Lab work in high school science classes can be exciting. Dissections and chemical experiments pose interesting challenges and introduce you to more in-depth concepts than the classes you’ve taken before, but they also can be more dangerous. Following basic lab procedures will help you stay safe and off the rap sheet.
First and foremost, practice good procedural safety when at your station. You should never use lab supplies in a way other than that specified by the assignment. If your teacher or another adult isn’t present, do not begin or continue work on an experiment. Always move carefully when leaving or returning to your station, as you don’t know what other students may be doing, and bumping them could be dangerous. When accidents occur, report them immediately to a teacher.
Many objects you use in the lab can be dangerous. If you use sharp objects such as syringes, ensure they are properly taken care of by putting them immediately in the disposal containers in which they belong. If you break a glass beaker, test tube or other object, clean it up with a broom and dustpan -- not your hands -- and throw it away. Always follow proper procedures when disposing of waste products or chemicals, keeping them out of the sink and putting them only in designated disposal areas.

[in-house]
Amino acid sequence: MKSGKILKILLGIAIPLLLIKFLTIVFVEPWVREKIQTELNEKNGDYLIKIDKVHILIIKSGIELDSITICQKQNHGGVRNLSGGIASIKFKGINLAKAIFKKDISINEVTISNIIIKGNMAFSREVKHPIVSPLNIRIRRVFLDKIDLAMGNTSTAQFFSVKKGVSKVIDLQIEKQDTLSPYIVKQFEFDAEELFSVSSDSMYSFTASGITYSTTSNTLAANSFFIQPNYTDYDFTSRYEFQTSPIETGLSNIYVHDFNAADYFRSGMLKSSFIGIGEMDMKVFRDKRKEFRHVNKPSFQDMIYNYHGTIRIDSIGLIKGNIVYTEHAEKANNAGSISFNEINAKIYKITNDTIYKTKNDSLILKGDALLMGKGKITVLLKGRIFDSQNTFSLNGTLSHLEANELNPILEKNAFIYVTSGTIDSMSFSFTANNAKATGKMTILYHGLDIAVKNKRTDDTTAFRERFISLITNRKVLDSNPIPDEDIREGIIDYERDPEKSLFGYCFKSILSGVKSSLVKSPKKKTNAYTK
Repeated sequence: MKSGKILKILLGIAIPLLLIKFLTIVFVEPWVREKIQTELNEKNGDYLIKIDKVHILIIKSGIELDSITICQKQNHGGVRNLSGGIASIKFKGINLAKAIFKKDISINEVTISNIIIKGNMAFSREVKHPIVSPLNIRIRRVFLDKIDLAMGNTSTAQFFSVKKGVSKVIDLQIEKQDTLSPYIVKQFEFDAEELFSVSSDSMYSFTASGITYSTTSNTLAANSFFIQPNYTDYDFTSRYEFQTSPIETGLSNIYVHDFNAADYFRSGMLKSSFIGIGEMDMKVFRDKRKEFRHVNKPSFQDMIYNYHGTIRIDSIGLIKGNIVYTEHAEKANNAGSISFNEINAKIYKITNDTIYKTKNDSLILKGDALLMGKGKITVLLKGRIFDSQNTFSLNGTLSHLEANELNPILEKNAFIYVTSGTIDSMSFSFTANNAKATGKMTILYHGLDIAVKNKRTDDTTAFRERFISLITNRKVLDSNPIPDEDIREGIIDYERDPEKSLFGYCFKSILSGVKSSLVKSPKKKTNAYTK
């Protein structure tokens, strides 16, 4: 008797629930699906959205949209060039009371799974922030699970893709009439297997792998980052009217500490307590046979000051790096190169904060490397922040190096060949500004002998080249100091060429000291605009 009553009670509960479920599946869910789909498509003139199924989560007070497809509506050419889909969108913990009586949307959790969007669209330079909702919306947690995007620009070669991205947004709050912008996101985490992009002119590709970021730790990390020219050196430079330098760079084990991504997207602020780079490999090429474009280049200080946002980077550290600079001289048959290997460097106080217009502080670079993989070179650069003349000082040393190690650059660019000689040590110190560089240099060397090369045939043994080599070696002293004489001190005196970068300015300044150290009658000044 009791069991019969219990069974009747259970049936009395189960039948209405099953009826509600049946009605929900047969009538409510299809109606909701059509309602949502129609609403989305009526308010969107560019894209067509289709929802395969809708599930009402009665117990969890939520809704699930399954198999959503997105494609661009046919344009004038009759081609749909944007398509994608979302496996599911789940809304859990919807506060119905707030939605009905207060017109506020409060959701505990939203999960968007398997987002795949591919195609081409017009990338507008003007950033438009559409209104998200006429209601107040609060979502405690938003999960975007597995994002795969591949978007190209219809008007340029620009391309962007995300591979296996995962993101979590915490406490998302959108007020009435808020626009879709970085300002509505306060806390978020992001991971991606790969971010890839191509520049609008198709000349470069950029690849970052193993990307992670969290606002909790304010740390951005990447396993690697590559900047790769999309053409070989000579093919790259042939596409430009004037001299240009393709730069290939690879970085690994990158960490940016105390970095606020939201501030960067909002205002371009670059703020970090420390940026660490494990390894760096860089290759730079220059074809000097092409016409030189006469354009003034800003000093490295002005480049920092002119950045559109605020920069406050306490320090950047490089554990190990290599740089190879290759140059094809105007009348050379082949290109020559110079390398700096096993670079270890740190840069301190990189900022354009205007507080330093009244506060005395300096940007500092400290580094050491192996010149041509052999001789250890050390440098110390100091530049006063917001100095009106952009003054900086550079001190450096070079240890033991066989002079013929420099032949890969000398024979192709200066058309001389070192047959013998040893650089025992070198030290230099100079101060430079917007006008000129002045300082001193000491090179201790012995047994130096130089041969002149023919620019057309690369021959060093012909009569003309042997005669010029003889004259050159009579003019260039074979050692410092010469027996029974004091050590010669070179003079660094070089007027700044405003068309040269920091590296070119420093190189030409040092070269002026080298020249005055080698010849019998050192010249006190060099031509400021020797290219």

Chemicals used in a high school lab can be dangerous and should be treated as such. Never touch, smell or taste chemicals unless the teacher tells you it’s all right. When smelling a chemical, hold the test tube or beaker away from your body and carefully wave the fumes toward your nose. Check chemicals twice before using, measure them carefully and dispose of extras instead of returning it to the container. Use extra precaution when handling acids, as these are particularly dangerous.
Familiarize yourself with the location of the fire extinguisher, fire blanket, fire alarm and safety exits. Only keep your Bunsen burner on when you are at your station. Otherwise, turn if off. Use Bunsen burners only in the manner specified by the teacher and never put any foreign object in the flame or play with the flame. Roll up loose sleeves and pull long hair back, out of the way. If your hair or clothing catches fire, stop, drop and roll.
Sarah Moore has been a writer, editor and blogger since 2006. She holds a master's degree in journalism.